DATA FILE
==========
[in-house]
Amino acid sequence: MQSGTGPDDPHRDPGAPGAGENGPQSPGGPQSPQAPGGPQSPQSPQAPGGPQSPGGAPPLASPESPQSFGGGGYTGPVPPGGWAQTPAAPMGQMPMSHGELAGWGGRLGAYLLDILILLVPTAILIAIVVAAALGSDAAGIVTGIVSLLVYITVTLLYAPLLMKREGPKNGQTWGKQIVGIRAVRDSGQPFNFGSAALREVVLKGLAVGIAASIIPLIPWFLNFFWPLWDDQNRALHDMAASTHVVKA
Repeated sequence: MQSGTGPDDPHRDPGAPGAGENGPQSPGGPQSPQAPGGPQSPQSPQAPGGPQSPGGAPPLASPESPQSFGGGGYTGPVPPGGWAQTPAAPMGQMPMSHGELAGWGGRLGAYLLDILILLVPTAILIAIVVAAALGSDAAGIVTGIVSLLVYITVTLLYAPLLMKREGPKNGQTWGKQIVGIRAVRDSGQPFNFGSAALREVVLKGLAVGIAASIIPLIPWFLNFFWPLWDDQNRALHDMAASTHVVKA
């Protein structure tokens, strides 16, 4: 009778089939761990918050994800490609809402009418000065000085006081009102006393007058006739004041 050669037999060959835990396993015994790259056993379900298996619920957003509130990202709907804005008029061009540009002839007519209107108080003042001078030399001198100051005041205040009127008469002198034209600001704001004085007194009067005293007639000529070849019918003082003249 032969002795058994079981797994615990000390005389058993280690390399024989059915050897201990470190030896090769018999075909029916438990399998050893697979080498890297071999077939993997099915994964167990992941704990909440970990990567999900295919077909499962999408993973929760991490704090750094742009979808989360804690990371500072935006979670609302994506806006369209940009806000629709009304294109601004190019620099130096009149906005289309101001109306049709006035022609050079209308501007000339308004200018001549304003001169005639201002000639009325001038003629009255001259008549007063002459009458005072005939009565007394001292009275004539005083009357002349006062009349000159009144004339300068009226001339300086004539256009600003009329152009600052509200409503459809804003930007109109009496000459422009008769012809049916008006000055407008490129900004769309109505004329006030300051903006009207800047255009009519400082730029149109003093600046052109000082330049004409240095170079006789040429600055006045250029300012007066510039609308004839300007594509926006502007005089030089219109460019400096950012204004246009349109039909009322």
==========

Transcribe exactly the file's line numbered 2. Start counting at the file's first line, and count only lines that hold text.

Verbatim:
Amino acid sequence: MQSGTGPDDPHRDPGAPGAGENGPQSPGGPQSPQAPGGPQSPQSPQAPGGPQSPGGAPPLASPESPQSFGGGGYTGPVPPGGWAQTPAAPMGQMPMSHGELAGWGGRLGAYLLDILILLVPTAILIAIVVAAALGSDAAGIVTGIVSLLVYITVTLLYAPLLMKREGPKNGQTWGKQIVGIRAVRDSGQPFNFGSAALREVVLKGLAVGIAASIIPLIPWFLNFFWPLWDDQNRALHDMAASTHVVKA